Suicide is the third leading cause of death among all teenagers, but it is the No. 1 cause of death among lesbian, gay, bisexual and transgender teens, who often are so driven to despair by the rejection of peers, parents and other responsible adults that they see no alternative except to take their own lives. Such deaths are doubly tragic because many of these young people might still be alive had their teachers, principals and school board officials done a better job protecting them from the vicious schoolyard bullies who tormented them. Yet while Maryland has adopted relatively tough policies against bullying and harassment, too often those rules haven't translated into safe and secure environments for LGBT students in the classroom.
Across Maryland, parents of lesbian, gay, bisexual and transgender children say that while school officials give lip service to protecting their children from anti-gay bullying and harassment, they have done little to enforce those policies in practice. They cite incidents in which teachers who witness incidents of verbal or physical abuse have refused to reprimand those responsible, or even blamed the victim for the problem. One parent said when she complained that her 14-year-old gay son was afraid to walk to and from school because of the harassment, a vice principal at his middle school told her the boy had brought it on himself by refusing to conceal his sexual orientation.
The importance of the school environment was underscored in a recent report by Columbia University's Mailman School of Public Health. In the study of 32,000 11th-grade students in Oregon, LGBT students overall were five times more likely to attempt suicide than their heterosexual peers. But the study also found that LGBT students living in supportive situations were still 25 percent less likely to attempt suicide than those living in less supportive social environments.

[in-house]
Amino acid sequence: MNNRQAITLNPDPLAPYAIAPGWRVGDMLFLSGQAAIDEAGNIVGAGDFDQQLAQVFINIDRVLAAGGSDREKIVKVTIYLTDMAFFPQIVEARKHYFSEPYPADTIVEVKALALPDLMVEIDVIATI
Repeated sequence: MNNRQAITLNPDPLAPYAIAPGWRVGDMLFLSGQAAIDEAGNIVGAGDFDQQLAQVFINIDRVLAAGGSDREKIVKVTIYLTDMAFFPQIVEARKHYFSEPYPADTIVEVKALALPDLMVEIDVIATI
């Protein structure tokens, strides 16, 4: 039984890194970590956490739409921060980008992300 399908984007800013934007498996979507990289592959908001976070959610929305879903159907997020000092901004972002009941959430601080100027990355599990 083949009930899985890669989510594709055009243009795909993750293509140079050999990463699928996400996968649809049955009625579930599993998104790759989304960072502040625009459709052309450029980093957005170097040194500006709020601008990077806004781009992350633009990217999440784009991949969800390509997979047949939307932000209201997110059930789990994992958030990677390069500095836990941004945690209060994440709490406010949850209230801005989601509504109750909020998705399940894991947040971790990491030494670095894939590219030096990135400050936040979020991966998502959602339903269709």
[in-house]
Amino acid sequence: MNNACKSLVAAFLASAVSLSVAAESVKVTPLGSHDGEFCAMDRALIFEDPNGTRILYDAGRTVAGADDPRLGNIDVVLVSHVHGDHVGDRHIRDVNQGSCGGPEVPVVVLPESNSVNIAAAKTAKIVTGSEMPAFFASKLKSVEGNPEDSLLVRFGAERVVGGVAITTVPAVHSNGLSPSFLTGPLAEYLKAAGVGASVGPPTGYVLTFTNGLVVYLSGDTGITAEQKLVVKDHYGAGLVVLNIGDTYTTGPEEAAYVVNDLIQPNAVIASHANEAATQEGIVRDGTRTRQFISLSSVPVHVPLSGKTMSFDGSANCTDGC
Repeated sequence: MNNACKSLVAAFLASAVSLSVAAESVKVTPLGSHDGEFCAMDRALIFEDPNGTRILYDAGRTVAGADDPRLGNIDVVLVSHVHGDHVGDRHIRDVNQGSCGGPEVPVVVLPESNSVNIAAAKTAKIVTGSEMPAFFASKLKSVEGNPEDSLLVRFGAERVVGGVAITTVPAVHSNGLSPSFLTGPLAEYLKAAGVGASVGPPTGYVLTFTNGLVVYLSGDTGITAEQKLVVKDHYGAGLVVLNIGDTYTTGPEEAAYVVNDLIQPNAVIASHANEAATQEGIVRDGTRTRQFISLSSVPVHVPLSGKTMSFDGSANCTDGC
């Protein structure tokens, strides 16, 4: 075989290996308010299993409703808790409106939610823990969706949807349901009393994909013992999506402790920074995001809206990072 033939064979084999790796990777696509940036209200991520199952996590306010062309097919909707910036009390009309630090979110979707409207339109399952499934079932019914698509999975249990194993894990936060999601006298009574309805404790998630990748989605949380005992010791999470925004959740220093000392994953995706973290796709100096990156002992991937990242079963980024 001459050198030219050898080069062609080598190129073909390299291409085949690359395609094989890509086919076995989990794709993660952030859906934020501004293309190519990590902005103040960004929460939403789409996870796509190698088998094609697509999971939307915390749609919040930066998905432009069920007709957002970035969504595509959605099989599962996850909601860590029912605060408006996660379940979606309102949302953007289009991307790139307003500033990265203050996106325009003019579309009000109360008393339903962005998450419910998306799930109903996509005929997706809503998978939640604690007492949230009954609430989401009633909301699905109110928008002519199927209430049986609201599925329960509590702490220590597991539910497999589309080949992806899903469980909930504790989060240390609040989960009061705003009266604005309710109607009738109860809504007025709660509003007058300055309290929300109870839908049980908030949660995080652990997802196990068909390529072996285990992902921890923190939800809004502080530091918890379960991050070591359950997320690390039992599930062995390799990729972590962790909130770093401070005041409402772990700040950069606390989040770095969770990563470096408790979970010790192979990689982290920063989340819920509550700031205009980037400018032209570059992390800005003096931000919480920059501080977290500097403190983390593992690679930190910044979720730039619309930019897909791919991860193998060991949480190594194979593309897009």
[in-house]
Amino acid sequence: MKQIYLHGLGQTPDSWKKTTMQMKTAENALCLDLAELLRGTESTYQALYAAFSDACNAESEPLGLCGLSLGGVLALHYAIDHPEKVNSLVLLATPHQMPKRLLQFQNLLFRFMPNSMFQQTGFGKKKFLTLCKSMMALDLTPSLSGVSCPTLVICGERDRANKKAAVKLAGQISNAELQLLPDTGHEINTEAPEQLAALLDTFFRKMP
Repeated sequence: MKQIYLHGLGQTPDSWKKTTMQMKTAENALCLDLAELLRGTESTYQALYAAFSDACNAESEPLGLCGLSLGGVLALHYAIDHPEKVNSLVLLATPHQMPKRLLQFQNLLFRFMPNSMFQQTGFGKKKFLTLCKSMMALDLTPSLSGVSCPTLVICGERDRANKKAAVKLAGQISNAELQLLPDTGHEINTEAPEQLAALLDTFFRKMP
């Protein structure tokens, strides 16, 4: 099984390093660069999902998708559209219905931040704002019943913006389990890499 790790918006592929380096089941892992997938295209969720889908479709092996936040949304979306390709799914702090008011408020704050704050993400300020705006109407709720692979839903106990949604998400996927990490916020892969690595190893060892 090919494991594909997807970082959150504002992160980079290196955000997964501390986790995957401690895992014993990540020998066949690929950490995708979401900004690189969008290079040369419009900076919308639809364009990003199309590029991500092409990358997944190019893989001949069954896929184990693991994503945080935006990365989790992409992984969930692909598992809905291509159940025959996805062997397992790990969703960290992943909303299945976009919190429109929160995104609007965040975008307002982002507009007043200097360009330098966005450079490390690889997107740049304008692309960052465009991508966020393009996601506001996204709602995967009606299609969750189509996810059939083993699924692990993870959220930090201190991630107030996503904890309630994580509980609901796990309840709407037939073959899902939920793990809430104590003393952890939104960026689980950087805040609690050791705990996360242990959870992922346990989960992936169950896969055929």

Among the factors contributing to a supportive environments, the researchers cited school anti-bullying policies specifically aimed at protecting LGBT students; schools with student organizations such as gay-straight alliances, which work to make their school community safe and welcoming to all students regardless of sexual orientation or gender identity; and anti-discrimination policies that included gender identity as well as sexual orientation.
The latter is particularly important because transgender students often have an even more difficult time finding acceptance than their gay and lesbian peers. The suicide last year of Aiden Rivera Schaeff, a student at Bethesda-Chevy Chase High School in Montgomery County, was attributed by friends to the relentless hazing he endured over having openly identified himself as a boy after entering ninth grade as a girl. Even though school officials there were supportive of Aiden's new identity, they apparently were unable to protect him from the repeated physical assaults and verbal harassment of the school's bullies. Aiden hung himself on April 22, 2010, a month shy of his 18th birthday.
The need to protect such students is more urgent now that young people are declaring their sexual orientation at much earlier ages than in previous generations. Today, the average age at which gay teenagers come out of the closet is just 13. That means they will spend a considerable part of their adolescence being openly gay — and suffering the consequences of anti-gay bigotry and discrimination — rather than hiding who they are until they go away to college or enter the work world.
Local advocates for LGBT students who have banded together in groups such as Parents, Families and Friends of Lesbians and Gays (PFLAG) and the Gay Lesbian Straight Education Network (GLSEN) say that Maryland's anti-bullying and harassment laws are a good start, but the state education department needs to go further by requiring additional training for all teachers, administrators and support staff so they can recognize and prevent anti-gay bullying and harassment. The state board should also require all Maryland middle and high schools to set up gay-straight alliances to promote tolerance and respect for others, and it must strictly enforce the anti-discrimination laws protecting LGBT students.
Students have a right to a learning environment that is free from harassment, intimidation and violence. But they won't get it unless state and local officials make it clear that they're serious about holding teachers, principals, administrators and school boards to account for the safety of all the young people in their charge, regardless of their sexual orientation or gender identity.Copyright © 2014, The Baltimore Sun